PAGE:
In honour of Cannes Film Festival’s 75th anniversary, Screen International celebrates 75 independent European production companies flying the flag for film in 2022

Euro 75 logo

Source: Screen file

Welcome to The Euro 75, Screen International’s showcase of 75 independent European production companies actively engaged in 2022 in the origination, development and production of feature films, working with other co-­production partners to create works for arthouse audiences and the global festival circuit.

Scroll down for the full list

Why 75? To recognise Cannes Film Festival’s 75th anniversary this year — the festival that continues to embrace cinema with the most fervour, and certainly grants the optimal platform for arthouse films to achieve global success.

It’s a sign of our interrupted lives — and industry — that we first started mulling this feature way back in late 2019, before the pandemic got in everyone’s way. But we’re a glass-half-full kind of team: if we had created this list then, for Cannes 2020, it would have been the Euro 50, so the festival’s own diamond jubilee offered a dovetailing opportunity to expand the net to 75 companies and producers — and at a time when the pandemic’s impact on production is dissipating.

While 75 sounds like a hefty number, you can imagine the Sisyphean task that went into trimming down the list: weeks of back and forth, debate, last-­minute suggestions, 11th-hour dropouts, blood, sweat and, quite possibly, tears. Buy us a rosé in Cannes and we’ll tell you all about it: we can’t lie, it did get heated at times.

Like any list, we know our Euro 75 is going to arouse debate. The European film production landscape is the most intricate and extensive in the world — a rich, deep network of smart, creative people encouraged and incentivised to work together across borders, embedded within a union of nations (never mind Brexit, impossible as it is to ignore) bound in economic, social and political collaboration.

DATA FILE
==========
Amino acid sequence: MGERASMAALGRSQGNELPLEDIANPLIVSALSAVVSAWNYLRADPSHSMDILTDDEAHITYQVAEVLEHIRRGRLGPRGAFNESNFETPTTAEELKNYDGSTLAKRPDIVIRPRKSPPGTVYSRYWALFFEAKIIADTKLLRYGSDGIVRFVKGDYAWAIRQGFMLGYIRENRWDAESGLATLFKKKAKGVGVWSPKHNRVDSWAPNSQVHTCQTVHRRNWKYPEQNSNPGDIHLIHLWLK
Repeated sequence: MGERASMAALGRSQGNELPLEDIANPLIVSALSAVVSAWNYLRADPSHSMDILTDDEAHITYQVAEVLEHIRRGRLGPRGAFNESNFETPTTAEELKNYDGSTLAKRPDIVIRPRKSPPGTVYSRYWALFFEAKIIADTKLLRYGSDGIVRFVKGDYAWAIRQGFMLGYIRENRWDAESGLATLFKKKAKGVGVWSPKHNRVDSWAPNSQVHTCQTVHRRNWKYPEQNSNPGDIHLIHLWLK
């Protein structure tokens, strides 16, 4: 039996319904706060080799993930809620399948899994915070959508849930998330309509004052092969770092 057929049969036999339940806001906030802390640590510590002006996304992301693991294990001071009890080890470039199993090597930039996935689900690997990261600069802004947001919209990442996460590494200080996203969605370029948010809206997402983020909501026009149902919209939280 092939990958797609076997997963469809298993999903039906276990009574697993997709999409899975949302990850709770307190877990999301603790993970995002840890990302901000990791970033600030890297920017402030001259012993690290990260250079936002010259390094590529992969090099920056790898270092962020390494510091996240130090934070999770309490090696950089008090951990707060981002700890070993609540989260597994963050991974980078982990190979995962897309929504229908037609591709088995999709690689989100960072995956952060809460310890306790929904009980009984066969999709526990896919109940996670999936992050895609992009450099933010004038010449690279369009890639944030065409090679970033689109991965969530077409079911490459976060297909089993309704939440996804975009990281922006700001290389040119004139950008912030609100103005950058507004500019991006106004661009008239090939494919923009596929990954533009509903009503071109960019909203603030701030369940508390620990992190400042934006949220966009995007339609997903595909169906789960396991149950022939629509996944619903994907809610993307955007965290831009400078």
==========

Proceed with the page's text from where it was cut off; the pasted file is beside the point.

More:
Making the cut

Naturally, our fundamental criteria in drawing up the list was shortlisting producers and companies for whom co-production is the name of the game, who regularly work with partners across Europe (and often beyond) to make their productions happen.

The producers and companies on this list had to be based in Europe (including the UK), producing features that might be made for their local markets but that are capable of travelling internationally, including at festivals, on the theatrical circuit or on platforms. These criteria alone, however, were not enough to narrow it down to 75, so the next step was to look at producers and companies with a project (or projects) that had generated buzz in the past 12 to 18 months, on the festival circuit, awards circuit or both, and/or that had a film in Cannes this year.

A few things to note from our research: while there are roughly as many women in our selection as men, the lack of producers of colour on the list is stark. We threw the net out wide and having a representative industry is a key structural issue that everyone should be addressing — but if we missed anyone out in that regard, please do call us out.

Other threads that surfaced in our research: Europe’s indie producers are increasingly at ease working between platforms and traditional players, however the future of international co‑production is coming under pressure, not least with the arrival of streamers that increasingly want to buy pan-­regional rights.

Does every company on our Euro 75 adhere strictly to the criteria? Not necessarily — we were also interested in European producers who work with partners and productions in the US or Latin America, although that was not our main focus. And, given Screen has a separate Brit 50 list (which will resurface in the near future — watch this space), we were restrictive on the number of UK-based outfits.

So consider this to be a snapshot of the European indie production landscape at this 75th edition of Cannes, a list that incorporates newcomers, rising stars, industry stalwarts and even legends. We feel it captures the zeitgeist of the European indie film scene right now — a sector that is vibrant and robust, and one that we should all be celebrating for its dynamism, tenacity and the works of creative genius it continues to produce year after year. It’s on all of us to celebrate and protect this space so this talent can continue to flourish in the face of significant and rising pressures.

Please join us in celebrating this year’s Euro 75 — and congratulating Cannes on 75 magnificent years.

For profiles of all 75 companies, click on the links below.

The Euro 75

Profiles by Martin Blaney, Elisabet Cabeza, Ben Dalton, Melanie Goodfellow, Stuart Kemp, Geoffrey Macnab, Esther McCarthy, Wendy Mitchell, Matt Mueller, Gabriele Niola, Mona Tabbara, Louise Tutt